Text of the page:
I currently have the following PhD project available. Please contact me for further details.


Thermal performance datasets for energy piles using laboratory and field testing

In the European Union and North America space heating and cooling represents approximately half of total energy consumption.  If both energy use reduction and carbon dioxide emissions reduction targets are to be met then the space heating problem must be addressed.  Energy piles are an innovative way to access thermal energy storage beneath and adjacent to buildings. They allow the foundations to buildings and other structures to act as ground heat exchangers. When ground heat exchangers are connected to heat pump systems for inter-seasonal heat storage they offer the potential for energy savings of in excess of 75%.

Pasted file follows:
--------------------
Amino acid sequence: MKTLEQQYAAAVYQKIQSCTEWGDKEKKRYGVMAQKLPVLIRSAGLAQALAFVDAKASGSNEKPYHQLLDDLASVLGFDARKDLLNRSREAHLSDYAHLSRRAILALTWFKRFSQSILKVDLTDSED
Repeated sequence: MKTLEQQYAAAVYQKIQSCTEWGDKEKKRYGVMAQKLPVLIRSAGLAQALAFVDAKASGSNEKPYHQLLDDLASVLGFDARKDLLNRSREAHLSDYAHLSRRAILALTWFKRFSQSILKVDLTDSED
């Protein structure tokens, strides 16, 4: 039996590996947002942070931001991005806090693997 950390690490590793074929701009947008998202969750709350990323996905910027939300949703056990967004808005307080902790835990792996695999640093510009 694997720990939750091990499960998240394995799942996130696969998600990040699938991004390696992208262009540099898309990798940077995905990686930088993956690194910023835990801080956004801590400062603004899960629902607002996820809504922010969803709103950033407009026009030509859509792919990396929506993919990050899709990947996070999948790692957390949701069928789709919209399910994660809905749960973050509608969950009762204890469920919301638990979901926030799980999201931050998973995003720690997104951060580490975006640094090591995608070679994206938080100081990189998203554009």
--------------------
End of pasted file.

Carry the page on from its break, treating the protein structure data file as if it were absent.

However, despite recent construction of energy piles, there remains an absence of validated design methods. This is in part due to the lack of suitable data for validation of analytical and other methods for use in the design process.  This project will focus on the collection and interpretation of thermal performance data for energy piles, permitting validation of promising design approaches.  Collection of data will involve design, construction and implementation of large scale laboratory heat transfer tests.  The experiments will consider different arrangements of heat transfer pipes as these will influence short term storage of thermal energy within the pile.  The results from the experiments will be used to both consider the energy efficiency of the tested scenarios as well as validate numerical simulation approaches.  Using both the laboratory test results and additional pre-existing field data, the project will then explore different analytical methods for energy pile thermal design by comparing the outputs from the field and laboratory data to both analytical and numerical simulation results.

This is a funded project, you can apply here.


Long Term Performance of Ground Source Heat Pump Systems